Along with some of her peers, 12-year-old Kaya Kusmierczuk was a little disgusted about the thought of someone ingesting toilet bowl cleaner.
The cleaner’s sulfuric acid is one of the ingredients found in meth, a highly addictive drug.
“Drugs are bad and cause different things,” Kaya said while talking about the harmful effect.
It was one of several lessons she received during Health Rocks in Sampson County, hosted by the North Carolina Cooperative Extension’s 4-H Summer Workshop. The purpose was to educate participants on making decisions and refusing drugs, tobacco and alcohol.
Kendall Pope, 9, felt the same way about the harmful substances. Like Kaya, he also learned about the negative effects on the human body.
“Drugs are bad for you and can make you have cancer,” Kendall said. “It’s also bad for your teeth.”
For Daniel Collins, extension agent for 4-H Youth Development, Health Rocks is not the typical “Just say no” program.
“This program really hits home with hands-on aspects and experiences,” he said about the negative effects.
It’s something Collins helped pilot in Virginia. The national funded program is new to the summer workshop series and to the local extension office. About 15 children, ages 9 to 14, participated.
“Those older kids really took the younger kids under their wings when they were doing activities,” Collins said.
He plans to expand the program throughout the school year, after more people wanted to join.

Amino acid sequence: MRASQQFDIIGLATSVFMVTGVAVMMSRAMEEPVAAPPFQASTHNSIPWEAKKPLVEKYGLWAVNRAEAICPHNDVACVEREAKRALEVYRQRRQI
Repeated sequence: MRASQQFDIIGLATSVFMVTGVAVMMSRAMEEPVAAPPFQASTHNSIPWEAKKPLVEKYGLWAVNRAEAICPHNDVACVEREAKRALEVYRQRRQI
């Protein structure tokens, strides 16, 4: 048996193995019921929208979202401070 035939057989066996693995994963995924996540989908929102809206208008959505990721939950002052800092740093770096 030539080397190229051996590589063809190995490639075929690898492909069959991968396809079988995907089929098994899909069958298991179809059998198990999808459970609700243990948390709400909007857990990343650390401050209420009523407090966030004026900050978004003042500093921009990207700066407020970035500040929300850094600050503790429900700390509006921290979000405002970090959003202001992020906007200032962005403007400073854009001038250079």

During the three-day workshop, participants enjoyed making posters for a contest, one of several activities hosted during the workshop. One of the favorites was an activity which safely simulated how it feels to be a smoker for a period of time. Different sized straws and breathing techniques were used to get the uncomfortable feeling. Exercise was also added to the mix to show the harmful effects.
“That really blew their mind,” Collins said.
Another activity was the “The Chains That Bind,” a stress related activity. The students were shown alternatives to drugs such as enjoying outdoors. To demonstrate, the children were taken to Jones Lake State Park. During the visit, the students enjoyed swimming and a presentation from a taxidermist.
Although there’s many media campaigns telling students to say no, Collins believes programs such as Health Rocks is still essential.
“There are more and more kids dying from drug abuse in middle school and high school,” he said. “Prescription drugs are turning into a major epidemic too. I just feel that if we can push this hard, they can combat it and learn those decision-making skills at the same time.”
Reach Chase Jordan at 910-249-4617. Follow us on Twitter at @SampsonInd and like us on Facebook.